It's been a long time since I last reviewed an adventure of the Lord of the Apes. So let's return to the hidden tribes, deadly animals and lost babes that makes up the fantasy version of Africa.
Instead of opening in the darkest wilds though, Tarzan's Quest opens at a party being attended by Jane Porter Clayton (aka Lady Greystoke) where she runs into an old acquittance, Kitty Krause and her much younger husband, Prince Alexis Sburov. While making idle chitchat, Jane mentions that she is heading out to Africa to visit her husband when the Princess reveals her own plans to visit the continent in search of a rumored formula to preserve youth. Jane agrees to go with the couple but a raging storm forces them to crash in the middle of the jungle. As the group-including the pilot Brown, butler Tibbs and maid Annette-attempt to survive, Jane takes charge but the suspicious death of one of the group and Annette's disappearance threatens to destroy the small group.
Meanwhile, Tarzan is busy investigating the strange disappearances of women from local tribes, attributed to a legendary group of barbarians known as the Kavuru. Finding little help from the tribe of Bukena who fear reprisals, Tarzan is ready to give up when the daughter of Muviro, the chief of the Waziri tribe and Tarzan's friend has also vanished. Tarzan takes up the hunt. And as you can guess it isn't too long before both parties find the fabled village of the Kavuru: a group of white barbarians who have remained young through the decades thanks to a potion involving the glands and blood of women. Tarzan ultimately has to match wits with the tribe's leader Kavandavanda to save the women from the sacrifice...and Jane from the usual "fate worse than death."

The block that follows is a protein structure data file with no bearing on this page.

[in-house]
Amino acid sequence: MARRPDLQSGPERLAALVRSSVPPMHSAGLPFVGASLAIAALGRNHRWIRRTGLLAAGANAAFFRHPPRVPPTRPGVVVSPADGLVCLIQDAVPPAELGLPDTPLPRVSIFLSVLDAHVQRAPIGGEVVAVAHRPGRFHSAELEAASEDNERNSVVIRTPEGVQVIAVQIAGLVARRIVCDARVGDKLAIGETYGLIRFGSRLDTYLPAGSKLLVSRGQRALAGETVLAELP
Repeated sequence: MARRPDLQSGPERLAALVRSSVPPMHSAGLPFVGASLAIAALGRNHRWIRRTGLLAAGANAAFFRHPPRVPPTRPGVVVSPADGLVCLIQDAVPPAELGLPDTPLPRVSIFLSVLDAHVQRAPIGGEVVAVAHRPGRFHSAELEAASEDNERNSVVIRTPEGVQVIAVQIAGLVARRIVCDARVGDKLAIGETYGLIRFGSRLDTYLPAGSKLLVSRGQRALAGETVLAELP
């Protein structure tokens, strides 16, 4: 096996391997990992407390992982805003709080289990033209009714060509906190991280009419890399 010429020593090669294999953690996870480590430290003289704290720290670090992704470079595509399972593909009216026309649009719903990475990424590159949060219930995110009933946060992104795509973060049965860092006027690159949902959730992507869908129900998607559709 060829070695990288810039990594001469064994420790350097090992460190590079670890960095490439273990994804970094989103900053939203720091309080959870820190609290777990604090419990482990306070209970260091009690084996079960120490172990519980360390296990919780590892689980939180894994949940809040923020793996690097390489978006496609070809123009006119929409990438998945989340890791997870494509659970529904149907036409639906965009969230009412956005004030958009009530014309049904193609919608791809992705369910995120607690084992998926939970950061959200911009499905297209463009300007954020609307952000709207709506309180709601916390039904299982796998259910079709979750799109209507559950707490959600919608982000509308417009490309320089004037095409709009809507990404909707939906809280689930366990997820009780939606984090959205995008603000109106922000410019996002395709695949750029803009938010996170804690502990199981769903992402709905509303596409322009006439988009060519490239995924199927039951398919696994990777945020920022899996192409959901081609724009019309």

By the time Tarzan's Quest was published in magazine form between 1935-36, Edgar Rice Burroughs's jungle hero had lapsed into a formulaic series of adventures that usually involved lost civilizations, clueless expeditions and Tarzan saving the day. But for this entry, Burroughs decided to bring back Jane-who had been last seen in Tarzan and the Ant Men over a decade earlier-and streamline the narrative, resulting in a fun, pulp adventure. What makes the book fun is the return of Lady Greystoke, who has evolved from damsel in distress into an independent, clever and quick thinking heroine. She quickly assumes command of the small party of survivors, makes her own weapons and even takes down a leopard who threatens to take dinner from her. In fact she probably gets more pages devoted to her than Tarzan does, to the point that Burroughs could have left out Tarzan and the book would have still worked. As for the rest of the characters, well it's pulp so they're caricatures-a snooty prince and his whiny wife, a clumsy comedy relief butler and superstitious natives-even though compared to the natives from before they at least are presented more intelligently and the Waziri are written as a noble, proud group. As for the Kavuru, the idea of a group of deathless, young warriors who use the glands and blood of women adds a vampire motif to their actions, giving them a little more bite than the usual lost tribes in the other books.
That's not to say there isn't the usual chuckles to be had. Little Nkima is present and while he doesn't take up too much time can still be annoying. We also get another case of men lusting after Jane, first the snidely Prince and then later both Kavandavanda and another Kavuru warrior named Ogdli. What makes it especially hysterical is that Kavandavanda delivers a big speech about how women taint men and they would cause the Kavuru tribe to fall, yet two chapters later is ready to jump all over Jane: "I'll keep you. I'll tame you...I'll start now!" Talk about breaking your vows.
Beyond that though, this might be the most fun I've had with a Tarzan book. The only disappointment was with the next entry, Tarzan and the Forbidden City, the worn out formula returned and Jane was gone for good. She deserved more time and even her own adventure. Rating: ***1/2 out of 4.